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Businesses in the UK experienced attacks from 1,200 different malware last month alone, according to the latest research.

UK businesses experienced more cyber attacks than the US and Ireland during November 2015, counting more than 1,200 different types of malware according to cyber security provider Check Point.

The Kelihos Trojan was the most frequently used attacker in the UK, according to the firm, followed by the Necurs malware family, which was the third most frequent attack globally.

Necurs reportedly grew 30 times compared to its use in October and is often used in conjuction with Bedep, another Trojan that grew 250 times in the same month.

The firm links the rise of both to the rise of high-profile malvertising campaigns using the Angler exploit kit.

The Conficker worm was the third most popular attacker in November in the UK, and globally accounted for 40 per cent of all attacks along with Necurs and Cutwail.

Analysts at Check Point said this implies cyber criminals are still focusing on remotely accessing and controlling machines to turn them in to spambots and conduct distributed denial of service attacks.

Overall, the UK was the 116th most attacked country and was attacked more frequently than the US, which placed 117th and Ireland, which placed 124th.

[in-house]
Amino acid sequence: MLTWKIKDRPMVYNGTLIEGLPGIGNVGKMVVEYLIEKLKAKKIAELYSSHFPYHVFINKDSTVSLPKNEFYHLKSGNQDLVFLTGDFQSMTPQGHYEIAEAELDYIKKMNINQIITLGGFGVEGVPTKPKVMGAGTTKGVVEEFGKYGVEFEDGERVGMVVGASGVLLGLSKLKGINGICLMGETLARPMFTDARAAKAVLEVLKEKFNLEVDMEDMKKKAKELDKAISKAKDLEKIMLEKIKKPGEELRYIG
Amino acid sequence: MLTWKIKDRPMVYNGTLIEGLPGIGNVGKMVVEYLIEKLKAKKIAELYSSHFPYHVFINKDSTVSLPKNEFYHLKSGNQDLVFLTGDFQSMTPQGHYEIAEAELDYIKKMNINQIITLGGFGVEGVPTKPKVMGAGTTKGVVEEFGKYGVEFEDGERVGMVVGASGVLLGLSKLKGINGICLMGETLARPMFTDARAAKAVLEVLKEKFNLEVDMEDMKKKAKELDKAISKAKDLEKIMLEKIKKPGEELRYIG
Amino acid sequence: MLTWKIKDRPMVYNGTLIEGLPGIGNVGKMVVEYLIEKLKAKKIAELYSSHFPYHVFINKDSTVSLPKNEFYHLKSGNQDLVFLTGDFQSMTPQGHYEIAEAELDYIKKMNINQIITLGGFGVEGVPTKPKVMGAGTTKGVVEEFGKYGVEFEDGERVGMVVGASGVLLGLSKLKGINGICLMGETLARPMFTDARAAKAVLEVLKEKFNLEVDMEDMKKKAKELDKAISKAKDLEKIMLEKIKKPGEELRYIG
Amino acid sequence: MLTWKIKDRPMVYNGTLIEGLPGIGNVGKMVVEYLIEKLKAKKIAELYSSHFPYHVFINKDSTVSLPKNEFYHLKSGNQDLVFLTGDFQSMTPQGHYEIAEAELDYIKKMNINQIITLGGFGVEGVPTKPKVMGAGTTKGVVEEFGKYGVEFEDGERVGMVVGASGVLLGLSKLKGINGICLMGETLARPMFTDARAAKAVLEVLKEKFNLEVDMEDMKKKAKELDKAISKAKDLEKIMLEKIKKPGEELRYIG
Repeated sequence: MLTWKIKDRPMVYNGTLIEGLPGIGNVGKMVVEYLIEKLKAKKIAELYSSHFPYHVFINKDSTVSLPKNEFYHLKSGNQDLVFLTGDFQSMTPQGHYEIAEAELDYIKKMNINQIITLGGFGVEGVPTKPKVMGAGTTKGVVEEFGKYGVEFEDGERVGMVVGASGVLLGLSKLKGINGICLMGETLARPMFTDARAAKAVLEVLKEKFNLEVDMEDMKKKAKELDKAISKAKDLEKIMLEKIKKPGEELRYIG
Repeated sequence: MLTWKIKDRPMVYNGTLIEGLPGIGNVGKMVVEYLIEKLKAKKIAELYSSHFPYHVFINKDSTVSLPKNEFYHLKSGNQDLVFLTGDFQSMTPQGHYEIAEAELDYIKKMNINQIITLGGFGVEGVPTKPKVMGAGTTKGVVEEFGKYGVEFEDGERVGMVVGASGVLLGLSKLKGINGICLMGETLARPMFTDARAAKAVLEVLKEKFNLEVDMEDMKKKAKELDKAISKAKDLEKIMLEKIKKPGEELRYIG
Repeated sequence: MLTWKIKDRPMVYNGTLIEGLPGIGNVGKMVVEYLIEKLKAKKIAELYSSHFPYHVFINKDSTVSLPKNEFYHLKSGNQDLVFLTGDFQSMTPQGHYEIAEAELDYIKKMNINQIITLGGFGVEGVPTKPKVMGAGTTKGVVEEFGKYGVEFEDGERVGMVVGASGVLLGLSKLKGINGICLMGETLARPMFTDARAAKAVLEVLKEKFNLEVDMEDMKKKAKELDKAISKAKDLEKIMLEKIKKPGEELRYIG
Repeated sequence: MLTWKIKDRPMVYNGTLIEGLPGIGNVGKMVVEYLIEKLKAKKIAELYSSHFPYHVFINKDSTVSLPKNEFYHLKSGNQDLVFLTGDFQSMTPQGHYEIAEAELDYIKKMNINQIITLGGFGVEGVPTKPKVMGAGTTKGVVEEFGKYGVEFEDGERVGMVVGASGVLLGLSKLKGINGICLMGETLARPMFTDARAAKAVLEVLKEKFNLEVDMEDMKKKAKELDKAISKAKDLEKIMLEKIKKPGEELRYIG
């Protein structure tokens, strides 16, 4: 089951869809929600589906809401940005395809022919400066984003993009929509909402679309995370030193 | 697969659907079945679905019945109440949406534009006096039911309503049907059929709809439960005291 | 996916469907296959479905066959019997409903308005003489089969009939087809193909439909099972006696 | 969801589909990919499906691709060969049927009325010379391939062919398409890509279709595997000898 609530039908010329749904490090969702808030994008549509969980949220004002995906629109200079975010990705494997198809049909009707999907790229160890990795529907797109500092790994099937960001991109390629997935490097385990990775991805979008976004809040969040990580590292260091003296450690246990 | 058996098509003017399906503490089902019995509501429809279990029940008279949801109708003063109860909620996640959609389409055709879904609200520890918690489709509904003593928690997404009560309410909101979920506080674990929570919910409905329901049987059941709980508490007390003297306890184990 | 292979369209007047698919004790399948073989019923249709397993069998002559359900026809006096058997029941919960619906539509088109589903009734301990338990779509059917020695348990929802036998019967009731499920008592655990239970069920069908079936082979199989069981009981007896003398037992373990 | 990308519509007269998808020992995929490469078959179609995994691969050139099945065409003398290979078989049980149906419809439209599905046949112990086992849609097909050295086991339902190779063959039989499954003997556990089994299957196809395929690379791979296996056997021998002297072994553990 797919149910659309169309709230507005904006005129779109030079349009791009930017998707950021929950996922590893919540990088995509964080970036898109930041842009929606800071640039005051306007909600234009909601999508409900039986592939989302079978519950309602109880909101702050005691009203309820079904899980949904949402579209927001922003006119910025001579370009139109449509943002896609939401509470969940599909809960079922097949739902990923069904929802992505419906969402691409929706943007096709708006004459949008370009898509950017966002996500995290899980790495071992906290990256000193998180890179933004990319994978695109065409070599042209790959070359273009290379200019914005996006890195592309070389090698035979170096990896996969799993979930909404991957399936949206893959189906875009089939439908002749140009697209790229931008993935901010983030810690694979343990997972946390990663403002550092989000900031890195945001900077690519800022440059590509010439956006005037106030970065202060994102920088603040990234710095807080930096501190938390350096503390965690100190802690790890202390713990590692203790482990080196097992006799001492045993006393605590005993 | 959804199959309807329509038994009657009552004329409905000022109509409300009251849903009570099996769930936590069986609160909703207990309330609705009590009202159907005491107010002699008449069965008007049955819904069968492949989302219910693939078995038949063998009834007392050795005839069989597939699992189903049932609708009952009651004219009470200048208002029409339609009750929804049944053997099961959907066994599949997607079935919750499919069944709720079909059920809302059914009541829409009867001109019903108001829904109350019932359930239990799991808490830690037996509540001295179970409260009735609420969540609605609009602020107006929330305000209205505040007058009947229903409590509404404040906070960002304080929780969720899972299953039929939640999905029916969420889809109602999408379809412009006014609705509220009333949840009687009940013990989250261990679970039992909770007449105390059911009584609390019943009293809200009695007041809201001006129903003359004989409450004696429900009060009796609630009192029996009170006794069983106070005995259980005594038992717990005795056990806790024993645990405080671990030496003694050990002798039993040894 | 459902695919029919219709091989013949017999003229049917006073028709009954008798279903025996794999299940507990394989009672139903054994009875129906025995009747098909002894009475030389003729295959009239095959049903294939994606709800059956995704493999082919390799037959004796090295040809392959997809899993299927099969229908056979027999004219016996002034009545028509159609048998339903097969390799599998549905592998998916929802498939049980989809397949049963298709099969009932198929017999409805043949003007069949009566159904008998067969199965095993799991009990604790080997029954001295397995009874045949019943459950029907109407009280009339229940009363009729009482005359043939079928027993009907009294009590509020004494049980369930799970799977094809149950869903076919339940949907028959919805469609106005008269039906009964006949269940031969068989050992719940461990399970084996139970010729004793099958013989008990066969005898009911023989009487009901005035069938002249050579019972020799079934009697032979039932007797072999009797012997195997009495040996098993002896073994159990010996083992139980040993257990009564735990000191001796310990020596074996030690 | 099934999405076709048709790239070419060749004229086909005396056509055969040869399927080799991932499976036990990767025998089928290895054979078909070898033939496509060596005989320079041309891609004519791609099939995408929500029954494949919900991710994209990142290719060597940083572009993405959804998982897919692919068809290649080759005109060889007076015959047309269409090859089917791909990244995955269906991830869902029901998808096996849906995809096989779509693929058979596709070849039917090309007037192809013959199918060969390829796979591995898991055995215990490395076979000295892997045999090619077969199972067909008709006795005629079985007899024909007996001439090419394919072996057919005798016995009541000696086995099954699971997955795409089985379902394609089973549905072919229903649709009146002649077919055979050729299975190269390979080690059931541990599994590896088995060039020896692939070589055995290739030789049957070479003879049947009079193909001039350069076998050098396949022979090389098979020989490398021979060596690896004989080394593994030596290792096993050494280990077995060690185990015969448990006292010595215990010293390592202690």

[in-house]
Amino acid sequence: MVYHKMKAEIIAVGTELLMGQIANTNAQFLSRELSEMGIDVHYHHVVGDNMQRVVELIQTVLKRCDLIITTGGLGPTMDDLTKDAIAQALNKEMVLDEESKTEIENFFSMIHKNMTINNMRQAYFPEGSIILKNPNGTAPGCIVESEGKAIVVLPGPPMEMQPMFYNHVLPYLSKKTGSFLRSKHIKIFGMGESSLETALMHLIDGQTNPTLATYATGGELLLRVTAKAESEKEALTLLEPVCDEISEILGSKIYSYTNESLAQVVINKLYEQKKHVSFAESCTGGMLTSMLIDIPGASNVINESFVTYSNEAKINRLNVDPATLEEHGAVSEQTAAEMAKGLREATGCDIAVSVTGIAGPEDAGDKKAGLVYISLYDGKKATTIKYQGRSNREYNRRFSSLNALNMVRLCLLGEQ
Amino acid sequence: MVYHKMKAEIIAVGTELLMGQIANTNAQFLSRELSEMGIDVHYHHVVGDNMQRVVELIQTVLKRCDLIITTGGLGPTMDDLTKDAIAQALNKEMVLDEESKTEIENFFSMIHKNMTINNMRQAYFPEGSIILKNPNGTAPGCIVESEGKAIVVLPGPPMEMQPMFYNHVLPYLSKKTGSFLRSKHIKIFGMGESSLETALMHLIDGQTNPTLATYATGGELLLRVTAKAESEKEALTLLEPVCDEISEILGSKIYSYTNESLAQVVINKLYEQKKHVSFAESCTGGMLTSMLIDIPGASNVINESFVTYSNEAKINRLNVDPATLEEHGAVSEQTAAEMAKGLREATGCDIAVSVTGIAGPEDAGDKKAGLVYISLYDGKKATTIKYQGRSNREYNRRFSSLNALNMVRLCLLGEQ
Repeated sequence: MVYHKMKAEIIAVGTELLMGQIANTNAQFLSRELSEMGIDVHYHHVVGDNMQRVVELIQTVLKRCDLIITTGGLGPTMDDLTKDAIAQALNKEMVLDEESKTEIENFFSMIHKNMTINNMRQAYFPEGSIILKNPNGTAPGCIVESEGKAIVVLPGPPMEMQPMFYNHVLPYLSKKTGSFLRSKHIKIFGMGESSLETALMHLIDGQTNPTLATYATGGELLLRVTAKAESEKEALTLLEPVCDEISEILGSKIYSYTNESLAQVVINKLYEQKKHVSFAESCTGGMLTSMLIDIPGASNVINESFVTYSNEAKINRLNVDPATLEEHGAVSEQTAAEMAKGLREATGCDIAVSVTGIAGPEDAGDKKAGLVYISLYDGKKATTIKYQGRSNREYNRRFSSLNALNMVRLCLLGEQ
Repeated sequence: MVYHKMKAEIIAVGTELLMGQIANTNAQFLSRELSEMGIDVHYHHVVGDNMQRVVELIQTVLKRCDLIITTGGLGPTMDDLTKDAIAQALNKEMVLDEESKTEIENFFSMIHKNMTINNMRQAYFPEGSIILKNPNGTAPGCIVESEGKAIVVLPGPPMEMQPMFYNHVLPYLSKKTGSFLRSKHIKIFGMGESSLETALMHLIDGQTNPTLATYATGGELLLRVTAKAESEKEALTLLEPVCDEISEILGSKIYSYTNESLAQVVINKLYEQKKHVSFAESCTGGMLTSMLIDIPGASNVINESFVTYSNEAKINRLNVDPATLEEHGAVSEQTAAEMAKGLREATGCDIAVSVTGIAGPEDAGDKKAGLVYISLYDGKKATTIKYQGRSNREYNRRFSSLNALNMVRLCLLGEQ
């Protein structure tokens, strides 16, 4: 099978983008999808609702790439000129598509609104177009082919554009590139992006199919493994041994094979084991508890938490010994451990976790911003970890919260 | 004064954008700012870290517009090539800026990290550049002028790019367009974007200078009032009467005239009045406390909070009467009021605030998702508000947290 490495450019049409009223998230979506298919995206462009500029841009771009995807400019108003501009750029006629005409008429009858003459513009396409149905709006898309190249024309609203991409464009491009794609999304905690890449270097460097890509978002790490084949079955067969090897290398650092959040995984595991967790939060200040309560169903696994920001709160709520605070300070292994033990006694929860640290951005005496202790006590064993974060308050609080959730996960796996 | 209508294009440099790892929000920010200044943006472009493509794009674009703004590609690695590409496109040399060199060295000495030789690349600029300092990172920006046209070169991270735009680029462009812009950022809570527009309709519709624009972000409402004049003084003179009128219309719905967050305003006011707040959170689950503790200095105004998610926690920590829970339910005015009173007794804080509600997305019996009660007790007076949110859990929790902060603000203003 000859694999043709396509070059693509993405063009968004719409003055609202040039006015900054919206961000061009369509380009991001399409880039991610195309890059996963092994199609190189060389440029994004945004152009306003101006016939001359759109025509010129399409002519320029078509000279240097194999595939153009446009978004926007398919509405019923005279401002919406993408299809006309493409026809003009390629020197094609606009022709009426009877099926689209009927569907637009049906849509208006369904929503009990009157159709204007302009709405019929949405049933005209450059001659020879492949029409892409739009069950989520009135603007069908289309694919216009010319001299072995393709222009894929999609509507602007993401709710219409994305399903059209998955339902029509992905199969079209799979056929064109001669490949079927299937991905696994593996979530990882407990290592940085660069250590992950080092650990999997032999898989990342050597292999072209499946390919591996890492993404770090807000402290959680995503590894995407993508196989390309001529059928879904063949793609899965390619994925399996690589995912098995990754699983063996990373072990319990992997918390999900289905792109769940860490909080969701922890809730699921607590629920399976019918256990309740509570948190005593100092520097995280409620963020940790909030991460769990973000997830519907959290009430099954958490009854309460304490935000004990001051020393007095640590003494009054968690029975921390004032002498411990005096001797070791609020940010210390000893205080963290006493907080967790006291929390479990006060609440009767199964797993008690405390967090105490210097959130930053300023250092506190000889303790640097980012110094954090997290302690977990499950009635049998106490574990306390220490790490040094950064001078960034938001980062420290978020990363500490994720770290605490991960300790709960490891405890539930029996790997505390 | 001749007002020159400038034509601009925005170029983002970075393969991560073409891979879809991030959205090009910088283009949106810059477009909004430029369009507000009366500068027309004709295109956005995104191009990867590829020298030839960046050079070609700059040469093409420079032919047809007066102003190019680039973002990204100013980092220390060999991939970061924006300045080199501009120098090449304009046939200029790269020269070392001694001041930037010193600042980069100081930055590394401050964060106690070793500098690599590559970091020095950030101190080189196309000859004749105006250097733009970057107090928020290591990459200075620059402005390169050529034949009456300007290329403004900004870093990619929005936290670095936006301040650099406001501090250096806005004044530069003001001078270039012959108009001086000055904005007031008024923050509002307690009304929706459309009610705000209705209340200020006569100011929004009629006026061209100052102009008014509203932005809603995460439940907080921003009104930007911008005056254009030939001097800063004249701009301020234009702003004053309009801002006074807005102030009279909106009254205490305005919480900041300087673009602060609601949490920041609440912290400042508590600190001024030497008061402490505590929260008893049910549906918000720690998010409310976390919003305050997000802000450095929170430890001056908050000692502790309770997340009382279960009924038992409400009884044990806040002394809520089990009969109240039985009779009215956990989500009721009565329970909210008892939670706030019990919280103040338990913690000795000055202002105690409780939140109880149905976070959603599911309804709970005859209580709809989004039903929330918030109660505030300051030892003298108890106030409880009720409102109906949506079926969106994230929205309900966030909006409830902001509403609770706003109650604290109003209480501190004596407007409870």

However, it was less regularly attacked than Canada, which placed 11th, Germany, which placed 99th, and France, which placed 52nd.

Analysts were concerned, however, by the overall rise of mobile malware, which rose by 17 per cent in November alone.

However, the report adds that the global rise is driven by China and emphasises that users choosing to stick to the legitimate Google Play Store will mostly be safe from similar threats.

“Organisations face a daily battle to ensure that their networks are not compromised by cyber criminals and it is vital that they know what they are up against,” said head of threat prevention Nathan Shuchami. “The data for November highlights the fact the attackers are focusing their efforts on malware that can disable security services and infect machines stealthily, so they can be more easily exploited.”

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